Posted on 28 November, 2016
Tamaki College celebrates 25th anniversary of marae
In 2015, the Tamaki College Strategic Change Leadership Team (SCLT) was part of a Kia Eke Panuku wānanga. This challenged them to consider that the school’s marae was not the central focus of the school as it had been in the past. They wanted the marae to again be a valued taonga so that students and teachers could draw on the knowledge-base in their local region and to reconnect to its history and tikanga.
A focus for the celebration
The team determined that the 25th anniversary of the marae would be an ideal opportunity to re-establish its importance, role and position in their community.
The marae was established in 1991 with the vision of the then board of trustees chairman, Steve Kirkwood. His vision was for a marae that would welcome all the people of Glen Innes, and this led to the development of Te Poho o Tamaki Marae (‘the Heart of Tamaki’).
He was supported by John Grant, the principal of the College of the time, together with Wally Noble, a skilled carpenter, and Steve’s wife Nellie Kirkwood, the school’s te reo Māori teacher.
On 17 October 2016 the 25th anniversary of the marae was celebrated with great style. Kaumatua, kuia, past and present staff, and students and whānau took part in a day of celebrations that included a powhiri, presentations, hāngi, storytelling and waiata.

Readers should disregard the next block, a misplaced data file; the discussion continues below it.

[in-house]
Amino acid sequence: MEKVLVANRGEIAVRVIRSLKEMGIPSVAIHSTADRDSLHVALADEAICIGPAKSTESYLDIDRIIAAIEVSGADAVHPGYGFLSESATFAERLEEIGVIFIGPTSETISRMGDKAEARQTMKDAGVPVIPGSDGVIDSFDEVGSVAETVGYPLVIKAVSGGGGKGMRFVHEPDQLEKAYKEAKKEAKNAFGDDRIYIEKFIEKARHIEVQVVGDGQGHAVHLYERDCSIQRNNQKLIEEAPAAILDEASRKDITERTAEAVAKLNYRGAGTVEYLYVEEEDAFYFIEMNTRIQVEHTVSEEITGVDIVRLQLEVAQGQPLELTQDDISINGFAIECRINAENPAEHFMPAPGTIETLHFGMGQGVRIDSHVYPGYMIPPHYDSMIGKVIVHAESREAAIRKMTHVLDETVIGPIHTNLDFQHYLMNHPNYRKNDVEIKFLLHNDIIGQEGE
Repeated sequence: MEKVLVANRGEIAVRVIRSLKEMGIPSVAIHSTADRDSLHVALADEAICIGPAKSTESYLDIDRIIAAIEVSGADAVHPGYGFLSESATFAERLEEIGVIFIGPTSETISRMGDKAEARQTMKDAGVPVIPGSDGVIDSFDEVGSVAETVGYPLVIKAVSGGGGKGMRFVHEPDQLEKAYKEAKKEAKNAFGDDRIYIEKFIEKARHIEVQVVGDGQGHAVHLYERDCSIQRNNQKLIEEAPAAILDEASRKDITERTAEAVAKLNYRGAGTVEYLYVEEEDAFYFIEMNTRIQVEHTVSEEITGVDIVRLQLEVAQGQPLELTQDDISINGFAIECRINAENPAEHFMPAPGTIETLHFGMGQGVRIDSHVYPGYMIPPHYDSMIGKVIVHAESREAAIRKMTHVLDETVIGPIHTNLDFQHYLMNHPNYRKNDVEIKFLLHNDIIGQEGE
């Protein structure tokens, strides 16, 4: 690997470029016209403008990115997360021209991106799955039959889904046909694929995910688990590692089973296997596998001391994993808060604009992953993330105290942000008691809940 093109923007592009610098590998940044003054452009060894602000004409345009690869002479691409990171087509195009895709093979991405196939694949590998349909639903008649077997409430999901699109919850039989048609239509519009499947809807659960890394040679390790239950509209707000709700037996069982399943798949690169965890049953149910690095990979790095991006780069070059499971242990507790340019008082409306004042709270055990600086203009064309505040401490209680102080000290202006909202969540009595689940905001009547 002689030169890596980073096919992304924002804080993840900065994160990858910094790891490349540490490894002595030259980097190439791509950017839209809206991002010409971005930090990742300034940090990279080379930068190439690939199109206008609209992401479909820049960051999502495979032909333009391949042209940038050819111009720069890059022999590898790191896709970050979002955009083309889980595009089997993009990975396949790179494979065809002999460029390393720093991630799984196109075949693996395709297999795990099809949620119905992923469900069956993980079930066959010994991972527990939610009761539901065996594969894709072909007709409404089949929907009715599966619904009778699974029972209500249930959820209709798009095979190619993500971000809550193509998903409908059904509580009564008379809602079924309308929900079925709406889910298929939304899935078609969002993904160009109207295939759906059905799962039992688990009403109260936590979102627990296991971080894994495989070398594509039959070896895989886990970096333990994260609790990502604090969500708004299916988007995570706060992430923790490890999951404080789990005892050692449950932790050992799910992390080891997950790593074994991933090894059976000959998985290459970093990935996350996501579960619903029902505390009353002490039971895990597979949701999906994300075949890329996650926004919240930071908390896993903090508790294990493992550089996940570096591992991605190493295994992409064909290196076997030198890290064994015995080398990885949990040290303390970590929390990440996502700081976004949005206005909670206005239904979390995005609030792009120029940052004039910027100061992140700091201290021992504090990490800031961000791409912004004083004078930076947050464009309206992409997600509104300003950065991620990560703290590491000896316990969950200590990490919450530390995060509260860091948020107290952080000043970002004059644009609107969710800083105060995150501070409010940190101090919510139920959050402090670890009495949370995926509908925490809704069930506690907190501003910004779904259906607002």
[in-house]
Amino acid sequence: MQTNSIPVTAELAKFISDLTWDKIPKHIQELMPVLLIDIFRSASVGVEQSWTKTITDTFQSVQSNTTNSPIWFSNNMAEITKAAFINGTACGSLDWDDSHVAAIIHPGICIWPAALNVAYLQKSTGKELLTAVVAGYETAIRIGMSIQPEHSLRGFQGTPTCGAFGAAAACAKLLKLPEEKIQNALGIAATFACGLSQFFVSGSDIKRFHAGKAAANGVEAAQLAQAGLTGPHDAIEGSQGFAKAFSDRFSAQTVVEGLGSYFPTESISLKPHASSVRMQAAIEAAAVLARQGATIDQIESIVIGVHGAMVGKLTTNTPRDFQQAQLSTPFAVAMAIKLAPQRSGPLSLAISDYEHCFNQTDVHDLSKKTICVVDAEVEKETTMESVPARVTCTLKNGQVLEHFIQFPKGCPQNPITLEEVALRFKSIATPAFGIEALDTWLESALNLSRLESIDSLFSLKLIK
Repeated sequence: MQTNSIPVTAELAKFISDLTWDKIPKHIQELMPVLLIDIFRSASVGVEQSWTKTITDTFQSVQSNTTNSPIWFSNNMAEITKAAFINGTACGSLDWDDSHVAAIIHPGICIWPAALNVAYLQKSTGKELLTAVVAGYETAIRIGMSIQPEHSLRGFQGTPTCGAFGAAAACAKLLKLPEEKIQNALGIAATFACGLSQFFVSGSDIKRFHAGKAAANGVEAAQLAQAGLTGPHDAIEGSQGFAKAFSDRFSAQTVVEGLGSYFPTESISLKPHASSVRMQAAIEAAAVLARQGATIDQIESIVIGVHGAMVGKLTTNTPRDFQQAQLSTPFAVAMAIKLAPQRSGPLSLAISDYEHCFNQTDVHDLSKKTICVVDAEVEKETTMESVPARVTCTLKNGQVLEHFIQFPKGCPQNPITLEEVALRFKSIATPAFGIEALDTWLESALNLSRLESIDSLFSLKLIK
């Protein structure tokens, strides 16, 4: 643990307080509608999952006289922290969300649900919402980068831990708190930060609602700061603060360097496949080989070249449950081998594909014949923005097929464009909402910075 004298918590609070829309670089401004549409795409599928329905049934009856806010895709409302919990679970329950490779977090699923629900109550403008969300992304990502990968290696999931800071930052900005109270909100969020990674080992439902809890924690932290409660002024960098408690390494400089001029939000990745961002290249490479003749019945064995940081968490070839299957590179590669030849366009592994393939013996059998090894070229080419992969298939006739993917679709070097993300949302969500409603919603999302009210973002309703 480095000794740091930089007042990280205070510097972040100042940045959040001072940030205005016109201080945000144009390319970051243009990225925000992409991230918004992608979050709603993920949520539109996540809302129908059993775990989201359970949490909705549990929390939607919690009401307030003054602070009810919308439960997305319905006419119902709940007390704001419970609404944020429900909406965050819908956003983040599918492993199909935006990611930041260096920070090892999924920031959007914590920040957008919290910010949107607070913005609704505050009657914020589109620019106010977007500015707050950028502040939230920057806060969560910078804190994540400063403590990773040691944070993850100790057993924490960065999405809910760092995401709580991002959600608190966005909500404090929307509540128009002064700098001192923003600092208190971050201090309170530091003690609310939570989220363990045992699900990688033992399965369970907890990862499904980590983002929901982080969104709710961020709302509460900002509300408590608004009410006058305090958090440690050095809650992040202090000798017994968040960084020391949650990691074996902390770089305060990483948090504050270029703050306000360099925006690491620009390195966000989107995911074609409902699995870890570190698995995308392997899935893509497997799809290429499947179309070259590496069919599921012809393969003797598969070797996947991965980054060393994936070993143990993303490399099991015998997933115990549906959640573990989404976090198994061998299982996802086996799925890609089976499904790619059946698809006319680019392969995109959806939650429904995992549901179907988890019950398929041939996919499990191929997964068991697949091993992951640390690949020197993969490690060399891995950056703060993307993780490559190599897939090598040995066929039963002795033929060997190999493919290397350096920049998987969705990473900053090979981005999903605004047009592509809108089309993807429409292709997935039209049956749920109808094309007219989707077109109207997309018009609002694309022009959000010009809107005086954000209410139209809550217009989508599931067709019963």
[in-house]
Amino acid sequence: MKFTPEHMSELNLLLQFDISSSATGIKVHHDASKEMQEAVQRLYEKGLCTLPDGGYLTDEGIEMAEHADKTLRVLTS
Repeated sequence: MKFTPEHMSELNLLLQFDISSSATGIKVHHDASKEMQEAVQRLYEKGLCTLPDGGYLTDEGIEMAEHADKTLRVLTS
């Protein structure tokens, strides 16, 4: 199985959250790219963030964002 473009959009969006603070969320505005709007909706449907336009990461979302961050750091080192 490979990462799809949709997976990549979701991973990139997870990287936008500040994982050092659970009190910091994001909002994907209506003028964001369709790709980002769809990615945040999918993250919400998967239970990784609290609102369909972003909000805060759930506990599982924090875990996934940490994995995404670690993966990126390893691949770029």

The students led a special tribute to the kaumatua Wally Noble for his 25 years of service to the kura.
The speech by deputy head boy, Jordan Makea (Tainui), explained how John Grant originally employed Matua Wally to help restore a dilapidated building, brought up from Kopuku in the Waikato, to be the school’s wharekai.
A memorable moment from the day was a performance of the school haka Tika Tonu that spontaneously erupted from staff and students during this presentation in honour of Matua Wally’s significant contribution and mana.
The head girl, Racheal Kaitu'u, also paid tribute to Soana Pamaka, the current principal, who has served the school for 25 years. Racheal made special mention of her leadership in ensuring the culture, language and identity of the Glen Innes communities remained strong and the centrality of the marae within this.
To honour her culture, a Tongan hymn Eiki Koe Ofa was sung by the students as her daughter, Sela Pamaka, presented her with a korowai.